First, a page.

Teacher Talk Time / Student Talk Time
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Teacher Talk Time / Student Talk Time

Most teachers readily agree that the students should receive as much opportunity to speak as is possible when learning English as a foreign language. This idea is especially true in the EFL classroom, where students don't live in an English-speaking country. In such cases, the students may only have the chance to practice English as a conversational tool during the sixty or ninety minutes of the lesson. But whatever the situation, the more students speak in English, the better English speakers they become.

But what should the balance be between teacher talk time and student talk time?

It's best to consider talk time in the following percentages. Students should speak for 70% of the lesson. Teachers should speak for 30% of the time. Of course, some lessons may require longer explanations on the part of the teacher. Or other lessons may only require a minimal amount of explanation, and 90% or more may be devoted to conversational activities. But this 70/30 figure works well as a goal in most classroom situations. Consider the following positive and negative examples as well:


1. The teacher praises students.

2. The teacher provides feedback, correction, and possible guidance.

3. The teacher presents information or gives instructions.

4. The teacher sets up and/or demonstrates activities.


1. The teacher offers personal anecdotes that don't connect to the lesson.

2. The teacher speaks too quickly (or slowly) for the level of students.

3. The teacher offers too much correction.

4. The teacher explains the target language for too much.

5. The teacher excessively uses slang and fillers.

How does the 70/30 figure get affected by specific activities?

Listening activities, examples from the teacher, demonstrating an activity... all can affect talk time. Let's look at some of the following examples to better highlight good use of talk time.


1. The teacher reads a paragraph as part of a listening activity. The teacher speaks most of this time, as he reads the monologue several times and asks comprehension questions. However, his talk time can be deemed effective because the students get to practice their listening and comprehension skills. To increase the effectiveness, though, the listening activity could segue into another activity. Maybe the students could pick out idioms and try to use them in subsequent conversations. Maybe the students could imagine subsequent events from the monologue, or rewrite it as a dialogue. Maybe the students could summarize the monologue in their own words.

2. The teacher provides examples before eliciting a few more sentences from the class on a particularly difficult grammar point. Although his talk time is quite high here, the class can better use the form and function of the language. In other words, they know the structure of the target language, how to use it, and why to use it. This translates into better and more accurate usage both later in the lesson and out in the real world.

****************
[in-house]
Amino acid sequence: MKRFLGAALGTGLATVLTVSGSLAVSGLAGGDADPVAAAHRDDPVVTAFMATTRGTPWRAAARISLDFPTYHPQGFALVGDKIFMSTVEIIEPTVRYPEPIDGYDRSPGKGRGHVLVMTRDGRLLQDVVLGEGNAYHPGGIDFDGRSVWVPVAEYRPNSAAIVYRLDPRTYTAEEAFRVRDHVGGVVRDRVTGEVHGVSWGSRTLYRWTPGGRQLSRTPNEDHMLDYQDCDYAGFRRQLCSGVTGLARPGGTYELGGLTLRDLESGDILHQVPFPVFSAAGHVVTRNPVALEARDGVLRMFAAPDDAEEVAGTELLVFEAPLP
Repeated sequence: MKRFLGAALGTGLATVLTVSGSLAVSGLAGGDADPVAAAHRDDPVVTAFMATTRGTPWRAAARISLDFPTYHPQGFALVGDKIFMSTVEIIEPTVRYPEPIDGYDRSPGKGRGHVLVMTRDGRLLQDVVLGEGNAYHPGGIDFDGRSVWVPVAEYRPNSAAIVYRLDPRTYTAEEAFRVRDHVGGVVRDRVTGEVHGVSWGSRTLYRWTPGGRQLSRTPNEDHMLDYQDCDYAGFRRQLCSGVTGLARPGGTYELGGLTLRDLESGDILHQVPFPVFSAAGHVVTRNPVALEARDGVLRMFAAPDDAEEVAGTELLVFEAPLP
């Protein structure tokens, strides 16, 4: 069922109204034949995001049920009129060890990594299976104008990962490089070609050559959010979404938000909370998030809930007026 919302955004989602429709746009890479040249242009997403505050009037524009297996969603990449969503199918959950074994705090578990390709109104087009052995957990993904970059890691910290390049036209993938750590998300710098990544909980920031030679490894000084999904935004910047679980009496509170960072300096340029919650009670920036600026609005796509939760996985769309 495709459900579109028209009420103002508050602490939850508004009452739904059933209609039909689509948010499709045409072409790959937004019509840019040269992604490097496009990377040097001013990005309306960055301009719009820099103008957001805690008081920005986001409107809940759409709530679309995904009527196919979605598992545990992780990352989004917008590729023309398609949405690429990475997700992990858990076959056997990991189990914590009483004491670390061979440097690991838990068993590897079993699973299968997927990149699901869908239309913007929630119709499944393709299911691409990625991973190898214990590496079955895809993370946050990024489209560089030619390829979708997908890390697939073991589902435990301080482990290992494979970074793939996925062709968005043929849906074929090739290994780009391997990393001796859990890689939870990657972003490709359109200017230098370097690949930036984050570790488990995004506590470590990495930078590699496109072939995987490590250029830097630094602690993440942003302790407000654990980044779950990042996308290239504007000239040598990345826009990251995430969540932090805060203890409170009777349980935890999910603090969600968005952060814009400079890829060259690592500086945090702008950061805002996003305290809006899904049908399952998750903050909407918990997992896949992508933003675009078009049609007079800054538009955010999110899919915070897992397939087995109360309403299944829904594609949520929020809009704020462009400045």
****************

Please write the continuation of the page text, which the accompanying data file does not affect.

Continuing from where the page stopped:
3. The teacher explains an activity's directions step by step, then demonstrates the activity with a student. Last, he checks confirmation with a few questions, such as "What will you do first?" and "How about after that?" Again, the talk time is high, but students can immediately begin the activity without confusion.

How about student talk time?

A lot has been said so far regarding the teacher's talk time. For students, the most effective use of their time occurs when they are actively using the target language. This can come in the form of drills early in the lesson or as part of a meaningful conversational activity later. Be careful of the following negatives, though.


1. Students drill the target language throughout much of the lesson, and don't have the chance to use the new grammar or vocabulary with previously studied material. Drills are great to set the pattern of the target language, but students won't know how to use the language outside of these narrowly defined parameters. If students are still practicing with drills towards the end of the class, then the teacher may have introduced too much in the lesson. Retention will drop, and talk time will be rendered ineffective.

2. Students don't practice the target language enough in drills, and so make numerous mistakes with the grammar, vocabulary, pronunciation, and so on. If this continues during the whole class, then students may not understand how to correctly use the target language. They will continue to make the same mistakes outside of the class. Although the students may have spoken a lot during the lesson, they used the target language incorrectly. Again, this translates into ineffective talk time.

3. The teacher talks or calls on students one at a time. Although the talk time for the class may be roughly 70%, individual talk time is quite low. In a class of ten during a one-hour session, answering questions one by one translates to six minutes of talk time for each student. This isn't enough of an opportunity to speak and practice the material! A better course of action would be to pair up the students, have them practice in drills and free(r) activities throughout the lesson. Two students speaking in pairs for one hour would mean roughly thirty minutes each of talk time, which is a huge difference!

Source: http://cotterhue.hubpages.com/hub/talktime


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